Monday, May 20, 2013

Monday, May 20, 2013

I was thinking of taking the ferry cruise and get to Sariyer (then what?) and then the thought of this district in the European part of the city reminded me of the castle that I always see whenever I take a ferry cruise. 

So instead, I packed my camera and walked my way to Taksim Square bus station, jumped on one of the big buses heading to Sariyer to get to the castle or fortress.

Rumelihisari or Rumeli Fortress is a bit out-of-the-beaten path, most tourists who come to the city with limited time are usually confined to the sights within Sultanahmet district where most of the popular sights that can be read over the internet and were suggested by many visitors are within walking distance from each other.  Few would venture to see this massive fortress up close as it can also be seen on a bosphorous ferry cruise.  But if one has a lot of time in Istanbul, this is quite a good place to visit.

There are two majestic fortresses along the river that separates the city’s location into two continents – Europe and Asia - the Rumelihisari and Anadoluhisari, both built on the narrowest point of the mighty bosphorous opposite each other.  Anadoluhisari was built on the Anatolia side in 1393 by the Ottoman sultan Beyazid I, Rumelihisari on the other hand was built in 1451 by the Ottoman sultan Mehmed II in order to control the sea traffic on the Bosphorus strait and prevent aid from the Black Sea region to reach Constantinople during the siege of the city in 1453, and to eventually seize Istanbul (Constantinople) from the Byzantine empire. 

Cannons near the entrance.

Interior of one of the big towers just beside the main entrance.
I took the bus from Taksim Square, I was looking for the bus no. 25T, I got the information from one site, but in reality all buses that goes to Sariyer or Istinye and buses emanating from both Taksim and Besiktas that has a Rumelihisari signs go there.  I got off one station before the gate entrance as I wanted to take a walk along the nice promenade beside the river overlooking the massive Fatih Sultan Mehmet bridge and some beautiful mansions on the other side of the river bank.  It’s a beautiful sunny day.

Designed by Architect Muslihuddin Aga, the fortress has three main towers and thirteen small watchtowers, all erected along the walls connecting to the main towers. Sultan Mehmed II supervised the construction and rushed to finished it in four months and a half during the end of August 1452.

The fortress has 5 main entrances and the walls are 5 – 15 meters high and covers an area of 30,000 sqm.  Upon entering the main entrance, you will see the line of cannons near the main entrance.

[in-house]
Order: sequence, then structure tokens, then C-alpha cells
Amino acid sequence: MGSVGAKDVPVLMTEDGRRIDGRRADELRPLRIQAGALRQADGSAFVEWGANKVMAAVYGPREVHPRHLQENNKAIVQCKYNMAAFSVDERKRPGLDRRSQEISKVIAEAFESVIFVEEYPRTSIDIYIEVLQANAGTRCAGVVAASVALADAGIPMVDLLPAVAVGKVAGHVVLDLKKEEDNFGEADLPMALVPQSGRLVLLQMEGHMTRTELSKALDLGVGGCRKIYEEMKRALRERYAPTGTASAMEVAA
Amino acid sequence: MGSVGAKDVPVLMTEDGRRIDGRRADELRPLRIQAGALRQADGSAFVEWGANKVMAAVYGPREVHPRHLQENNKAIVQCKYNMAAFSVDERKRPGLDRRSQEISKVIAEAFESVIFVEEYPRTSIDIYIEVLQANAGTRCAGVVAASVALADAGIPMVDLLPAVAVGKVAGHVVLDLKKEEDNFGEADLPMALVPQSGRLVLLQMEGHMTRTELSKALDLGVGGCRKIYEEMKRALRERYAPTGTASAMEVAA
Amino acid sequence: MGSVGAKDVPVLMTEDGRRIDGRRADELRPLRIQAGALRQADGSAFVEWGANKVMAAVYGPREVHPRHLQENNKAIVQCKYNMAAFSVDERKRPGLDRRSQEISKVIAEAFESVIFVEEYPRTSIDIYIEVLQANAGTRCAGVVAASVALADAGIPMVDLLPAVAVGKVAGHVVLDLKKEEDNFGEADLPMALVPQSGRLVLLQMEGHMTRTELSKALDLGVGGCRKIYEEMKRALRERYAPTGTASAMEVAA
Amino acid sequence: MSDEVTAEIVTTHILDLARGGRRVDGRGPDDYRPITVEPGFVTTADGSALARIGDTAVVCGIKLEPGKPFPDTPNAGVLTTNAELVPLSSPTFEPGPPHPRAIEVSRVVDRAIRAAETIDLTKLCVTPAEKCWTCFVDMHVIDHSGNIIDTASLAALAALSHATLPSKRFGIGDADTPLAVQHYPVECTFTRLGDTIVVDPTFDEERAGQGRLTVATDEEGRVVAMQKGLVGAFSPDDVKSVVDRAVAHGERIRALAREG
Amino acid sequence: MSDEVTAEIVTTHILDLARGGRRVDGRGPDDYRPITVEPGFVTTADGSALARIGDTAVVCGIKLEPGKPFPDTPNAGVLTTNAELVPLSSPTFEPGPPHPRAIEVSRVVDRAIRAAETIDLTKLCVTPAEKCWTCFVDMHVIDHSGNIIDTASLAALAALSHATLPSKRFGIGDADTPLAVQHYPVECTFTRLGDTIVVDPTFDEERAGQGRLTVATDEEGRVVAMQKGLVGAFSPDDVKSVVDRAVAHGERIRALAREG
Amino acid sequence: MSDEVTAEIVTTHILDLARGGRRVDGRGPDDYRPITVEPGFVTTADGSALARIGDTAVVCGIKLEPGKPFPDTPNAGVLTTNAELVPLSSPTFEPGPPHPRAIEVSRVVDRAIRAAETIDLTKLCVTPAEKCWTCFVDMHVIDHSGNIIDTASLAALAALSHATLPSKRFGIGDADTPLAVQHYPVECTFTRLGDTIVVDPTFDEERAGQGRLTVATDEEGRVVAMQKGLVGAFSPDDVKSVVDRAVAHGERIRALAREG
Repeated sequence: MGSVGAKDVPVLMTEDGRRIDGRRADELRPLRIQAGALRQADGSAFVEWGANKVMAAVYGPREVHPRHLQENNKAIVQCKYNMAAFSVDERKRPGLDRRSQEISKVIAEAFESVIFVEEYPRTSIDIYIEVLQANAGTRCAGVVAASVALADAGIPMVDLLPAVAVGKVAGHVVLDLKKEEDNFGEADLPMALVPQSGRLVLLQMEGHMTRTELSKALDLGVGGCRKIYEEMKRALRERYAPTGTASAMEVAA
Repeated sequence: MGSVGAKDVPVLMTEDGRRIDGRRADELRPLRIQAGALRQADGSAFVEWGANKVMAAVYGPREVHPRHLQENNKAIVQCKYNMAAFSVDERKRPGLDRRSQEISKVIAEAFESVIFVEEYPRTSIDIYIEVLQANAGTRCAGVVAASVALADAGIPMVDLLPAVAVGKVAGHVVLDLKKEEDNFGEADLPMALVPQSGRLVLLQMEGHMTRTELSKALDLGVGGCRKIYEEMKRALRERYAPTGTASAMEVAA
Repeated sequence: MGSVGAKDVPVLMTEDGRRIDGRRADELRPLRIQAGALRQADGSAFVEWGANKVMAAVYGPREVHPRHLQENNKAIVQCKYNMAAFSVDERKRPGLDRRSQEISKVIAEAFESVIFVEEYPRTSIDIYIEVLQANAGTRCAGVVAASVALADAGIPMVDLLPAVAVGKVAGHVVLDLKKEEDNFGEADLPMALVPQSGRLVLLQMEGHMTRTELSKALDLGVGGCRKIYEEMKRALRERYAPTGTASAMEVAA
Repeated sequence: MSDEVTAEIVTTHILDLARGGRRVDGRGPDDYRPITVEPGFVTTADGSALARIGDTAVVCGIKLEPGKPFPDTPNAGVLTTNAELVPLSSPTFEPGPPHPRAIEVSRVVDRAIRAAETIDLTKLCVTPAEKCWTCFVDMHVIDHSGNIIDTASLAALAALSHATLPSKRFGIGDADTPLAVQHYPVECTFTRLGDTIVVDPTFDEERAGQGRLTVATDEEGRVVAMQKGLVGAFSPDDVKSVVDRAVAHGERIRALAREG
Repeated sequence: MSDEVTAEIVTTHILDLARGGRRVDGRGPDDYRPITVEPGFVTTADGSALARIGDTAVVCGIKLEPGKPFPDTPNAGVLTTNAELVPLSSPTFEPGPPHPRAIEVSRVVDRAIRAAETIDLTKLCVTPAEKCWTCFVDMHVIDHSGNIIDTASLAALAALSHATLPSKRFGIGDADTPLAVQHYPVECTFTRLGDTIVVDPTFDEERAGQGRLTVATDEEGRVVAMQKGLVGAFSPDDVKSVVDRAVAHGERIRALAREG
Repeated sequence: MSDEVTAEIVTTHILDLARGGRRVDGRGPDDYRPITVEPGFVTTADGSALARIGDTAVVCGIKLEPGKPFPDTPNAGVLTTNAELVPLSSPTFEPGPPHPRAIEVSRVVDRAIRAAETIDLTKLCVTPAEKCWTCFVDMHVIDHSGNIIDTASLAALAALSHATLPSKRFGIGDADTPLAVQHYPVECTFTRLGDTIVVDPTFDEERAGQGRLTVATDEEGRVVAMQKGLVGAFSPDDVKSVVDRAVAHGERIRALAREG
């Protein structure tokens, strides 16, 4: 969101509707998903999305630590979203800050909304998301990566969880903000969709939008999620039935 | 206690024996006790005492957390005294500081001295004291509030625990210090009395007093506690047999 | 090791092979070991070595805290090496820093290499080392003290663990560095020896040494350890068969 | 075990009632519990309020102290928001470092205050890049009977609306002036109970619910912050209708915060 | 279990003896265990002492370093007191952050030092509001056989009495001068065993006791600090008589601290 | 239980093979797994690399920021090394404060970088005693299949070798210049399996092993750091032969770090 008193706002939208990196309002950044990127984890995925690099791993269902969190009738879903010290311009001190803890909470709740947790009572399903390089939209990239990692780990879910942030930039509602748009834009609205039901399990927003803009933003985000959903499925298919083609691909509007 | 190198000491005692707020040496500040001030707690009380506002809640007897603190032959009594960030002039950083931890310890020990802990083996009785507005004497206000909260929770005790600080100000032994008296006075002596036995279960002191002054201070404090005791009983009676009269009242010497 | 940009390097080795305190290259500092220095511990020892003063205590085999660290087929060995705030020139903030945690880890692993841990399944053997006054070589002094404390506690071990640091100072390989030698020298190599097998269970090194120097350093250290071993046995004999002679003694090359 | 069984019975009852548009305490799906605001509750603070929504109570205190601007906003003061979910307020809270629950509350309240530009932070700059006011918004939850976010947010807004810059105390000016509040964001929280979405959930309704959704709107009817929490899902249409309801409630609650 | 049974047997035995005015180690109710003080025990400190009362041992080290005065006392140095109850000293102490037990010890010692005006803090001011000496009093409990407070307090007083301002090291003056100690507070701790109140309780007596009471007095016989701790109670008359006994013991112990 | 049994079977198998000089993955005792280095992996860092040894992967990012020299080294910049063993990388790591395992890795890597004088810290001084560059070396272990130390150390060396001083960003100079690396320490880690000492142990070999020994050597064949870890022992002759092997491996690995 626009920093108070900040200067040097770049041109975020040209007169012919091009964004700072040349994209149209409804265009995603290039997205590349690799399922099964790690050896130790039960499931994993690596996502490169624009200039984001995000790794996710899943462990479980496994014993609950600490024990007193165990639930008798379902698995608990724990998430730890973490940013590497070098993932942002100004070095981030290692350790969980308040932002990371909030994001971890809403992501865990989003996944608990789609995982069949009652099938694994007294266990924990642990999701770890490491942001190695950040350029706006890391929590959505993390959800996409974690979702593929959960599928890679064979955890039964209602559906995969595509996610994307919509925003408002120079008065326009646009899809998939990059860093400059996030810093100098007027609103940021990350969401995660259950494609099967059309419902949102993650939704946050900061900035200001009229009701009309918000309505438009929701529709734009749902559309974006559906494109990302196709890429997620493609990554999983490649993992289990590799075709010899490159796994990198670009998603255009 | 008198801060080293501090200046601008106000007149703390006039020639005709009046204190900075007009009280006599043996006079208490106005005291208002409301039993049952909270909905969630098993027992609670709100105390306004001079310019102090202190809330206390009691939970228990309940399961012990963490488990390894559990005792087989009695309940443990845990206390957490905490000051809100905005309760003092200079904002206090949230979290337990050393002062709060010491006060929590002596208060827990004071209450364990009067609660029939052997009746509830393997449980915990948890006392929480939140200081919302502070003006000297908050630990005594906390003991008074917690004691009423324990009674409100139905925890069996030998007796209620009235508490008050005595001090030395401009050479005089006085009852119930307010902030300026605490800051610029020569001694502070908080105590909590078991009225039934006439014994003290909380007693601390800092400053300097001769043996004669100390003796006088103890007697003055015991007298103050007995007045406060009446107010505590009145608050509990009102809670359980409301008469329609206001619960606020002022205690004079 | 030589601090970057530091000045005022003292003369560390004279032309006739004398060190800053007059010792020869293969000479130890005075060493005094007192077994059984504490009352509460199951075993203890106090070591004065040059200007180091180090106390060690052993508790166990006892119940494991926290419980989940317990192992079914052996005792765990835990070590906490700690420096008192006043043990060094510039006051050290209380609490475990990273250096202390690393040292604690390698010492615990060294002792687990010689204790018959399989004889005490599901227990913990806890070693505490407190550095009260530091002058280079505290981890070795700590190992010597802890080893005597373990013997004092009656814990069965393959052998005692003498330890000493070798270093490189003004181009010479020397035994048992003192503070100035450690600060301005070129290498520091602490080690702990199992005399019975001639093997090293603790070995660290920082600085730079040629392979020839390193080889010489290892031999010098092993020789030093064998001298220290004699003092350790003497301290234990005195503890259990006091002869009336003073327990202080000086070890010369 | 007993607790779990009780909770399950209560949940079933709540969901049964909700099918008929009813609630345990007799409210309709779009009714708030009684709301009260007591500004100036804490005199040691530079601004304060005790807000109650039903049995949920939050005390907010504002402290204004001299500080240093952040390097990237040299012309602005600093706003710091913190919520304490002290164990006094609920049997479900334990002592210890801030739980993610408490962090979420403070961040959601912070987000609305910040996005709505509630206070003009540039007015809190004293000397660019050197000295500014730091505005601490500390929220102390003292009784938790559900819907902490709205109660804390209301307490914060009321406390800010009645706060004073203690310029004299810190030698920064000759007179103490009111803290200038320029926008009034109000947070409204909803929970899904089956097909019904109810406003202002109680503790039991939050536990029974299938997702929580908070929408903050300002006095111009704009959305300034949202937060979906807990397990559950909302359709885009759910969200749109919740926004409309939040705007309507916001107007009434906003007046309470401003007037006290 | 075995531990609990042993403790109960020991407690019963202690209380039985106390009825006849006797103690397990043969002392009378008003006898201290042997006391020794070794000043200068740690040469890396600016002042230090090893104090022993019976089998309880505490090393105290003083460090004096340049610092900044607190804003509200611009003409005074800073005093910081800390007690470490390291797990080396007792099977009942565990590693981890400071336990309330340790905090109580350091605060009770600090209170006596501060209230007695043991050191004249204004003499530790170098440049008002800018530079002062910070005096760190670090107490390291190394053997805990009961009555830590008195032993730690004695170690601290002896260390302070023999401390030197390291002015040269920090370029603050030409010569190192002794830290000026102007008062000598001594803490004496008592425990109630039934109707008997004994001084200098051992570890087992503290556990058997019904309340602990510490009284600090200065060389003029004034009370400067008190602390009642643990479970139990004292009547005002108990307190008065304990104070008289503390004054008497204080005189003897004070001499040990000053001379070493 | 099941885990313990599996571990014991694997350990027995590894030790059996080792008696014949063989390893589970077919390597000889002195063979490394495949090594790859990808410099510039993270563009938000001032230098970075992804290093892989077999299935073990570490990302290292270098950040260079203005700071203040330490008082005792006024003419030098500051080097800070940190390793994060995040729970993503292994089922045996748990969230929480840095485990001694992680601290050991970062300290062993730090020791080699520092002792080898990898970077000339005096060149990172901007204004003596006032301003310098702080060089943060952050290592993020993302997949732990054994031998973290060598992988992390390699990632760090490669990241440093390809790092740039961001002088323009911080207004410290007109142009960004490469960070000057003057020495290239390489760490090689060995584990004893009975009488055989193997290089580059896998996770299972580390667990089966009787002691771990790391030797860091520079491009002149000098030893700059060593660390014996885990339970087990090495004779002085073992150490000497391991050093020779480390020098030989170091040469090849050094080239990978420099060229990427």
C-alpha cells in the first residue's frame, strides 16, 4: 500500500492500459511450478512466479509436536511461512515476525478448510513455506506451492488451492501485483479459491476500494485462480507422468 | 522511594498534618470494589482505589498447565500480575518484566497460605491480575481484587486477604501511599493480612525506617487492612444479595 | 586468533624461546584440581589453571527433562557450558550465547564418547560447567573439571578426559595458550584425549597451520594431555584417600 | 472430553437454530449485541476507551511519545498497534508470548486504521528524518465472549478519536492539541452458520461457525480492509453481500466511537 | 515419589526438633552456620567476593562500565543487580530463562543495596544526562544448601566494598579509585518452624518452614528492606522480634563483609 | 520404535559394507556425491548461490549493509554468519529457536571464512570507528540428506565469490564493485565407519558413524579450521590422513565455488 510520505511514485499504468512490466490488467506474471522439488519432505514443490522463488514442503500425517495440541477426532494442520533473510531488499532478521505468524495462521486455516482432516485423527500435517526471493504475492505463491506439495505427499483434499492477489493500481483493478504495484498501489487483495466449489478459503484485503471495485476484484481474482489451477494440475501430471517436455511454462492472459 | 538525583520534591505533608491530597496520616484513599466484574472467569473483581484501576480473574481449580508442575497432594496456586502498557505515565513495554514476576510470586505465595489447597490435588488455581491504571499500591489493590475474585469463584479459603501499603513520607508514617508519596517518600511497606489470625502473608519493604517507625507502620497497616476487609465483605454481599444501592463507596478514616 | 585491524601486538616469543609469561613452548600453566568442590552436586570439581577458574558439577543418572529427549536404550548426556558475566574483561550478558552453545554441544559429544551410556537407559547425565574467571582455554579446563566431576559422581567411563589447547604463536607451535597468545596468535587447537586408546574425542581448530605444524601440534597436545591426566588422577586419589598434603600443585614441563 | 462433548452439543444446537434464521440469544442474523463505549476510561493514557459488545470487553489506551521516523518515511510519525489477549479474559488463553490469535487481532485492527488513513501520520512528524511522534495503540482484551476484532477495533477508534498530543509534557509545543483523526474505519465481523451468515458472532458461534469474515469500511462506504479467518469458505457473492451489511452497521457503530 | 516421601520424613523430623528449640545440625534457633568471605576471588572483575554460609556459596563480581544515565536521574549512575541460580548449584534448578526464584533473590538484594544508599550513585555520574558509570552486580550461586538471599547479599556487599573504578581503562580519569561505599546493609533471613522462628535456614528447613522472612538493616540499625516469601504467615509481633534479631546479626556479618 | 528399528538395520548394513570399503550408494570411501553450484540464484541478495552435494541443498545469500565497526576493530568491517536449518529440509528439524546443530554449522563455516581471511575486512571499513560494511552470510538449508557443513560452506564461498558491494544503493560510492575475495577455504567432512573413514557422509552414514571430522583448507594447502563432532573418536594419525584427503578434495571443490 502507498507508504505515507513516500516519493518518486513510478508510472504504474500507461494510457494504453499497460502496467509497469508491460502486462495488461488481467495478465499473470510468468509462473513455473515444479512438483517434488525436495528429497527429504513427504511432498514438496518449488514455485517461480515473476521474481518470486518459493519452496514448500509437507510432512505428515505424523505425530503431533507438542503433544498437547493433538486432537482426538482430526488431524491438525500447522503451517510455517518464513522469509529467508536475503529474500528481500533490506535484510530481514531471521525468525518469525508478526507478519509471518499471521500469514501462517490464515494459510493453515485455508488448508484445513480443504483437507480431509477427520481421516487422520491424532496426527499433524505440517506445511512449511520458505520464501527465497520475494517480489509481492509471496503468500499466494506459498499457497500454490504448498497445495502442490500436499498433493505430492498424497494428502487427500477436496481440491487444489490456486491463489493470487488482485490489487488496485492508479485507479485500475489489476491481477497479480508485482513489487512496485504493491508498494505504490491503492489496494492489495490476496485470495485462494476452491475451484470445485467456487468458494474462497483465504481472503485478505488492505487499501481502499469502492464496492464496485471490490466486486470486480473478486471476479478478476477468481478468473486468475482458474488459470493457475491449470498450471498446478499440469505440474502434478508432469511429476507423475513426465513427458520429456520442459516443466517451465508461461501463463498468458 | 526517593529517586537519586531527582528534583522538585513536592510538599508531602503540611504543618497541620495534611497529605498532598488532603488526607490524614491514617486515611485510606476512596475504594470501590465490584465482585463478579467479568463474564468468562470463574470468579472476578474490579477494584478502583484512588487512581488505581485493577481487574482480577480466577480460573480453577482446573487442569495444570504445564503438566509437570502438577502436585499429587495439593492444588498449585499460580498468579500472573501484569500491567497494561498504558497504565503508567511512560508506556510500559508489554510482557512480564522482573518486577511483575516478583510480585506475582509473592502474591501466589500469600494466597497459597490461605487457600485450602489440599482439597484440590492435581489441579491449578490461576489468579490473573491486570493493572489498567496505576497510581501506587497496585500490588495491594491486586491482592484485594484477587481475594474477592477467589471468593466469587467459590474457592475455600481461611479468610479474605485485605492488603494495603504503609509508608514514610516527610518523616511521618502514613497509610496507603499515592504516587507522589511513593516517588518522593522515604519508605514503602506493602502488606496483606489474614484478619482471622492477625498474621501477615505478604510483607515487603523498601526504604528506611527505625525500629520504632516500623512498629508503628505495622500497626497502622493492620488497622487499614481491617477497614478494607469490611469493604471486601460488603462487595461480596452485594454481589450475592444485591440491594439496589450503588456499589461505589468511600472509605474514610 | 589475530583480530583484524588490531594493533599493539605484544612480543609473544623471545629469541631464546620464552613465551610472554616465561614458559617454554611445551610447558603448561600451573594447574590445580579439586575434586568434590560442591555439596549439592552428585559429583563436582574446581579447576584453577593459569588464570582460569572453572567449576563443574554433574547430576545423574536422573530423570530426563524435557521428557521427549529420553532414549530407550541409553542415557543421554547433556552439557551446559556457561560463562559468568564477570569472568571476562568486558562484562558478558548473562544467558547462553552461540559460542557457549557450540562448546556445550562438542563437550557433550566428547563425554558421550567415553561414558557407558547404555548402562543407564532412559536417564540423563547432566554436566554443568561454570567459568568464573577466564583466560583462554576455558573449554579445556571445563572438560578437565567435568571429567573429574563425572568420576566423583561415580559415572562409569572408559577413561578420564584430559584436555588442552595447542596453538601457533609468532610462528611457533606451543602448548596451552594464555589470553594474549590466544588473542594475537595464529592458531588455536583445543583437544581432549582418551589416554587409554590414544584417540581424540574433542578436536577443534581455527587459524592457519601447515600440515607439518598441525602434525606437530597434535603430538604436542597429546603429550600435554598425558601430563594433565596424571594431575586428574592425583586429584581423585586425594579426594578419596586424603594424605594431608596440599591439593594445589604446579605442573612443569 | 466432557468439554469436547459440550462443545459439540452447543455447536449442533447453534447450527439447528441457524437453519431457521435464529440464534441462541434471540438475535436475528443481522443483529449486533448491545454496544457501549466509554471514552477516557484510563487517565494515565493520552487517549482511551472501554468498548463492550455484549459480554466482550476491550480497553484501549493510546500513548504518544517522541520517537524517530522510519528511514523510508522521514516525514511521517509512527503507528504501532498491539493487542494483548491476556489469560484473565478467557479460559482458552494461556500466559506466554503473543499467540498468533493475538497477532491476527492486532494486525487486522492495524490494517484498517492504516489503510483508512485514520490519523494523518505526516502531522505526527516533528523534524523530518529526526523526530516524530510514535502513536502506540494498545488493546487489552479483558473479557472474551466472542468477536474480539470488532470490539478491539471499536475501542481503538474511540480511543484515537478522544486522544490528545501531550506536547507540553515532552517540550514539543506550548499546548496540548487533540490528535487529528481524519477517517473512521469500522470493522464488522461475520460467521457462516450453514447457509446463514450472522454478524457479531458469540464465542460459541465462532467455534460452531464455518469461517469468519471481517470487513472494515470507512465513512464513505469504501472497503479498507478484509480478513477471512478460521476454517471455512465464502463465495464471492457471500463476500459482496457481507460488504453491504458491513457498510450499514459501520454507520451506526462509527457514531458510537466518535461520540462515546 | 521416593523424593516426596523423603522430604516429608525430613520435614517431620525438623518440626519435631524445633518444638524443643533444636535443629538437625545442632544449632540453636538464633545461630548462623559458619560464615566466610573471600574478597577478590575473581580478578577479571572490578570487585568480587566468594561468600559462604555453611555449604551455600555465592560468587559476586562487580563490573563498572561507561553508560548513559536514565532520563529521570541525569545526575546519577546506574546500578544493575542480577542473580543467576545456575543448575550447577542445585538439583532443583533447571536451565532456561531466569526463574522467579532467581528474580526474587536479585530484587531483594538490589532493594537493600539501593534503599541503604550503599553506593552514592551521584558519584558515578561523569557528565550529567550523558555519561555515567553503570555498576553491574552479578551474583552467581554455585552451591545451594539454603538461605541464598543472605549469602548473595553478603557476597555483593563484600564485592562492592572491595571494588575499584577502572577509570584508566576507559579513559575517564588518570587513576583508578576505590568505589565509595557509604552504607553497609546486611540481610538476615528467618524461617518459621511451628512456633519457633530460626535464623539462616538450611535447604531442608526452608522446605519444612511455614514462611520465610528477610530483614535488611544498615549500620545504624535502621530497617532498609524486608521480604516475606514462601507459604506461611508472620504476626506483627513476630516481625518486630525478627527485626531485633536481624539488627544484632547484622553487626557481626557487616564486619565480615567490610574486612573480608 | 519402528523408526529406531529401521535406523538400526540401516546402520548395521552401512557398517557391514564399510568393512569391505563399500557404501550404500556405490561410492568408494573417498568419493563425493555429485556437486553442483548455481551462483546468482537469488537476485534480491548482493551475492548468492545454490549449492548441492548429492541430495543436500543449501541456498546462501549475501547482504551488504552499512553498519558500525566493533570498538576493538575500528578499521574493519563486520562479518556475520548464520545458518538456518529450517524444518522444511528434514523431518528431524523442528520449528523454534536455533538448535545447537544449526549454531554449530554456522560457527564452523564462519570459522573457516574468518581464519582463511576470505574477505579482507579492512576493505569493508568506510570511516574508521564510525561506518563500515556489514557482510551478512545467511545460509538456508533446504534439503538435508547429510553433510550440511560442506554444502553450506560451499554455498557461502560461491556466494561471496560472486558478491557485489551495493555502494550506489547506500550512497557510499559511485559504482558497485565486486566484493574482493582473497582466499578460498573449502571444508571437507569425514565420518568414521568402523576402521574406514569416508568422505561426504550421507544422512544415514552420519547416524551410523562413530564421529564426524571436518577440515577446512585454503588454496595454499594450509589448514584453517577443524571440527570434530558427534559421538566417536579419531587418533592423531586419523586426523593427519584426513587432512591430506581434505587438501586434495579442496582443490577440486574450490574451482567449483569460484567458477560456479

Two of the big towers.

The descend to one of the watchtowers.

Going up, no railing to hold on to.

I walked up the stairs leading to the towers, no railings to hold on to, not recommended for older tourists if I may say so, so care must be taken while ascending to the top levels, some of the steps are glossy and slippery and a not-so-good pair of footwear may slip.  Reaching the top is fulfilling though as it commands a nice view of the bosphorous with the towers on the foreground.

There is an amphitheater with the minaret down the center, the solitary remnant of an old mosque built on order from the sultan.  The best view of the surrounding area and the bosphorous can be seen on one of the ascend at the back of the amphitheater on the direction of the Fatih bridge.

The minaret sharft on the left, remnant of a mosque.

I have watched Faruk Aksoy’s epic-action film “Fetih 1453” (purportedly the most expensive production in Turkish film history) some months back and I would suggest you do too if you plan to visit the fortress, just to have another perspective of history – from the Ottoman’s view – or perhaps that’s the (only) popular perspective.  

One of the highlights of the story was about the construction of this fortress and how the Ottomans captured Constantinople (the name of Istanbul during that time) from the Byzantines which all started from the strategic construction of this fortress.
Standing at one of the watchtowers.

It's an excellent film, it has all the quality of a hollywood production, I didn't say that it was a good point, I am not really fond watching hollywood movies.  But in my opinion it's quite entertaining for its historical narrations and its production's technical aspects, and I think the film has further instigated my interest in seeing the fortress physically, in addition of course to my fascination in anything historical.

The roads to the fortress are laterally along the bosphorus, the sights are nice along the way. Get off at Rumelihisari Duragi (bu stop) which is right after the cemetery on the hillside and before the long Fatih Sultan Mehmet Bridge.

Address: Yenidogan Mh., Yahya Kemal Cd No:42, Istanbul

Entry Fee:  TL10

Opening hours:  9:00am - 4.30pm Daily except Wednesdays.


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